How to Handle COVID-19 in the Workplace – Practical Guidance for Employers Update
Employers owe a statutory duty of care to all staff when it comes to employee health and safety at work – whether in respect of "essential" workers who continue to attend the workplace or employees working remotely at home in light of the COVID-19 pandemic. So, what steps should employers be taking?

 

A safe place of work?

The Safety, Health and Welfare at Work Act 2005 (the 2005 Act) places a statutory obligation on employers to ensure the health, safety and welfare of employees while at work so far as is reasonably practicable. What does this mean in practice and what legal considerations should employers be taking into account?

Protective and preventative measures

COVID-19 poses a significant threat to employee's health and safety, which applies whether employees are working in the office or remotely from home. The 2005 Act requires employers to, amongst other things: 

  • manage and conduct working activities in a way to prevent any improper conduct or behaviour likely to put the safety, health and welfare of its employees at risk;
  • provide systems of work that are planned, organised, performed, maintained, safe (as reasonably practical) and without risk to health;
  • provide information and instruction to employees on health and safety; and
  • provide protective clothing and equipment to employees.

Employers should proactively consider what reasonable steps should be taken to mitigate the health and safety risks within the workplace (both on-site and when working remotely) that may arise in connection with COVID-19.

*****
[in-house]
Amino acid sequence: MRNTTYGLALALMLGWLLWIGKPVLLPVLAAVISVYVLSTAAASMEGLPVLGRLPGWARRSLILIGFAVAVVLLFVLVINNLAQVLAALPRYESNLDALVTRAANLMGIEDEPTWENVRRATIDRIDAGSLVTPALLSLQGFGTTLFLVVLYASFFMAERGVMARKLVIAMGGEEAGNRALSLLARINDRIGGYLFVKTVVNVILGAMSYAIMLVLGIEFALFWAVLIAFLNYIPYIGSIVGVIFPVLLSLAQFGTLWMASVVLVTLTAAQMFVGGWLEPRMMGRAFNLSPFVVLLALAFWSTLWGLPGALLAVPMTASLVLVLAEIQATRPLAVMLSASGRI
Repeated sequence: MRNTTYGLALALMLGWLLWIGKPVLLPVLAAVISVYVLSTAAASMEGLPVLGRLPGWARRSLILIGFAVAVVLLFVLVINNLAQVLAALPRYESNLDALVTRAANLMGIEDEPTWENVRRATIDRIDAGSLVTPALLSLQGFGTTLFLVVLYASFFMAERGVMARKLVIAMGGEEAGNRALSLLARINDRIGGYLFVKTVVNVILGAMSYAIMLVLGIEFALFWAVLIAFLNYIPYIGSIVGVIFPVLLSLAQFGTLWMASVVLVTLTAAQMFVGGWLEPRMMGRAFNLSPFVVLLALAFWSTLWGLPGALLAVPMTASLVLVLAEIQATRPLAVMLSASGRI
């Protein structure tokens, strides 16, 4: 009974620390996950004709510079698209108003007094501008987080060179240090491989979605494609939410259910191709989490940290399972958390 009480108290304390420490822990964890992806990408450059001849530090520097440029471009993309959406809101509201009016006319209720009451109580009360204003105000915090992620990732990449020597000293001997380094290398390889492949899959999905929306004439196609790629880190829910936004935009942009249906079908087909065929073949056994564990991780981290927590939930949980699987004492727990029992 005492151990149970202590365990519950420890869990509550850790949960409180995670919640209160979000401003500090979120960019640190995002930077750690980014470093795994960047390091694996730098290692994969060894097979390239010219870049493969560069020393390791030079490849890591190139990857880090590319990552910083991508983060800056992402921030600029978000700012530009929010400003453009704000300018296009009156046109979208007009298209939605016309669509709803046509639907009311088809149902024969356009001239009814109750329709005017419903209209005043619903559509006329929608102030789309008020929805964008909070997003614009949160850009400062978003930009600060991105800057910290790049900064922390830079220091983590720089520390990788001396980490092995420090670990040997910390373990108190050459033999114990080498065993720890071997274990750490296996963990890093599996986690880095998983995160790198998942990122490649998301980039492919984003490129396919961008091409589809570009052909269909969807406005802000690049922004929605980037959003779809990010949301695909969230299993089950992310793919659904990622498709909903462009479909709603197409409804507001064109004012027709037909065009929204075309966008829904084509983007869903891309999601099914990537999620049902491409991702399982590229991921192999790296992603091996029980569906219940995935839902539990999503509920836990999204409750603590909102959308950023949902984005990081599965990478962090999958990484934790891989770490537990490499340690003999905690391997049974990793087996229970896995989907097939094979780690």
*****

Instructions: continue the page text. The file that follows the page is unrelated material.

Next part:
Risk Assessment – Essential Services

Where staff fall within the ambit of an "essential service" that cannot be performed at home, they may travel to and from the workplace to conduct that activity. Employers of essential workers should conduct a risk assessment to identify measures to protect such staff, minimise risk to their health and safety and, in particular, prevent (to the extent possible) their exposure to COVID-19 in the workplace. Certain employees may be more at risk, for example employees whose duties include human-to-human contact and employees who are categorised as more vulnerable or "at risk" by the Government.

Appropriate protective and preventative measures should be identified and put in place by way of a contingency plan. Such measures may include providing protective equipment such as face masks, visors or hand sanitiser to all staff. Employers should ensure that staff are frequently provided with appropriate up-to-date information and educated on the potential risks associated with their role and any preventative steps employees should take e.g. regular handwashing, social distancing, cleaning frequently touched surfaces etc.

An employer can require an employee to send an employee home where the employer has a reasonable suspicion that an employee may be infected with COVID-19. This may be deemed reasonable to enable an employer to ensure a safe place of work. The employee may be entitled to enhanced Illness Benefit where he/she has been requested to self-isolate by the HSE, see our article here for further information. 

See our article here for information as to whether and how an employer can tell its employees if another employee has contracted COVID-19. 

Risk Assessment - Non-essential services